Bricks, brunches and brainstorms: The Warehouse District in Downtown Phoenix

Posted on 20 Mar, 2019

You know a place is rising on the coolness meter when it’s becoming a hot spot for the trendiest new startups, coffee shops and creative companies. And while Phoenix as a whole is growing more exciting by the day, its historic Warehouse District is where the wind of progress is felt more than anywhere else.

 

Just a few blocks south of Downtown Phoenix and north of Interstate 17 lies an area that, while it’s been there for over a century, has recently undergone an incredible revitalization and transformation.

Made up of 36 large produce warehouses and distribution centers spanning 14 x 6 blocks, the Warehouse District was once the heart of Arizona’s goods and services industry. Today, one might call it the heart—and brain—powering the expansion of Downtown Phoenix. Thanks to a recent influx of modern businesses that have rediscovered the district, a new, adventurous spirit and game-changing creativity has rejuvenated these old streets.

 

Meet the New Warehouse District

Is it the gritty authenticity and spirit of pioneerdom past that makes this location so magnetic? Or the sprawling, historic setting that invites big, visionary thinking? Or is it the collaborative and, for now, affordable workspaces that make kickstarting a startup so much easier?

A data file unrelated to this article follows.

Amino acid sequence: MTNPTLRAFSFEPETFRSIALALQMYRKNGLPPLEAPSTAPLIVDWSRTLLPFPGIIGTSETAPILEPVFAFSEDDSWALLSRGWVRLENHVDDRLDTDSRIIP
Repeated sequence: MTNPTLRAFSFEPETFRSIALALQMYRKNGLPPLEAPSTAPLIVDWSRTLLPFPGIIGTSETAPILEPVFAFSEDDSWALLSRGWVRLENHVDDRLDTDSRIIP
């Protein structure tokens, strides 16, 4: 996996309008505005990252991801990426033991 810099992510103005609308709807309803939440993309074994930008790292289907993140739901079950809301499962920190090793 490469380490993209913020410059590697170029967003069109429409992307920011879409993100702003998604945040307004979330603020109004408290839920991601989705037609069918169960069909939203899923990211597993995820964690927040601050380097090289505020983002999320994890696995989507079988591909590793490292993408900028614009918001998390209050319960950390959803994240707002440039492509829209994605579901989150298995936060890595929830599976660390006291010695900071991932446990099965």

Either way, it works. Over the past five years, more than 110 new businesses have taken up residence in the warehouses. Local and national tech companies like Galvanize Phoenix, Intertek CECET and WebPT were among the first to move into the district, along with architecture firms and design studios (Angelic Grove, CCBG Architects, Gould Evans Architecture), advertising agencies (Moses, R&R Partners), established and up-and-coming artists (Arizona State University School of Art, Bentley Gallery @ Bentley Projects, George Washington Carver Museum & Cultural Center), innovative event venues (The Croft Downtown, The Pressroom, Vintage 45 and others) and, of course, restaurants (The Duce, La Canasta). And while rock legend Alice Cooper’s restaurant Alice Cooperstown closed in late 2017, its 16,000-square-foot space was reborn as the headquarters of Equality Health, a tech startup specializing in innovative health services with a social mission.

 

New Jobs, New Trends & A New Push for Phoenix

All this is just the beginning of what’s on track to become one of the greatest revivals in the city’s history. And that’s something ALL Phoenicians can benefit from, whether it’s in the form of job growth, a flourishing art scene or a newly increased coolness factor.

We suggest you stop by soon and enjoy the transformation in real time—during your next urban adventure or job search.

Read more about the Warehouse District here and here.